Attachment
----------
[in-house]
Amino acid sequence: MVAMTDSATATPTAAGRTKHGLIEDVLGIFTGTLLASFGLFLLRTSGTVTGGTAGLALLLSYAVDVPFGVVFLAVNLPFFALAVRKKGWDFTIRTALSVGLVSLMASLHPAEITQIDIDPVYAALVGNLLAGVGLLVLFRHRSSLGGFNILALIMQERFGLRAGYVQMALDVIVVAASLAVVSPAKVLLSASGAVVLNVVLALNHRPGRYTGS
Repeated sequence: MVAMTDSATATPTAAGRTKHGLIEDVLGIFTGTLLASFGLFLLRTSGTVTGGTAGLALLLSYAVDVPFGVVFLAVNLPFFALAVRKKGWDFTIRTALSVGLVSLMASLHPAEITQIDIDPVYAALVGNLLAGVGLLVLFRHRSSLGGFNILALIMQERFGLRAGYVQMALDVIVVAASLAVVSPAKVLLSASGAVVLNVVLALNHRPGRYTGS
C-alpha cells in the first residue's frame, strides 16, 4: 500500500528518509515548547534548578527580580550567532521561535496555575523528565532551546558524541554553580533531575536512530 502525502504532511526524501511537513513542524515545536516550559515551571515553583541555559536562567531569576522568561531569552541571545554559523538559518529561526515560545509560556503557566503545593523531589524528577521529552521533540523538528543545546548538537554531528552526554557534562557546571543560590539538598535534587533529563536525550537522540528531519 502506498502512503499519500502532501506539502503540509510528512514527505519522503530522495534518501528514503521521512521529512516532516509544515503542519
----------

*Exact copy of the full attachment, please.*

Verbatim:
[in-house]
Amino acid sequence: MVAMTDSATATPTAAGRTKHGLIEDVLGIFTGTLLASFGLFLLRTSGTVTGGTAGLALLLSYAVDVPFGVVFLAVNLPFFALAVRKKGWDFTIRTALSVGLVSLMASLHPAEITQIDIDPVYAALVGNLLAGVGLLVLFRHRSSLGGFNILALIMQERFGLRAGYVQMALDVIVVAASLAVVSPAKVLLSASGAVVLNVVLALNHRPGRYTGS
Repeated sequence: MVAMTDSATATPTAAGRTKHGLIEDVLGIFTGTLLASFGLFLLRTSGTVTGGTAGLALLLSYAVDVPFGVVFLAVNLPFFALAVRKKGWDFTIRTALSVGLVSLMASLHPAEITQIDIDPVYAALVGNLLAGVGLLVLFRHRSSLGGFNILALIMQERFGLRAGYVQMALDVIVVAASLAVVSPAKVLLSASGAVVLNVVLALNHRPGRYTGS
C-alpha cells in the first residue's frame, strides 16, 4: 500500500528518509515548547534548578527580580550567532521561535496555575523528565532551546558524541554553580533531575536512530 502525502504532511526524501511537513513542524515545536516550559515551571515553583541555559536562567531569576522568561531569552541571545554559523538559518529561526515560545509560556503557566503545593523531589524528577521529552521533540523538528543545546548538537554531528552526554557534562557546571543560590539538598535534587533529563536525550537522540528531519 502506498502512503499519500502532501506539502503540509510528512514527505519522503530522495534518501528514503521521512521529512516532516509544515503542519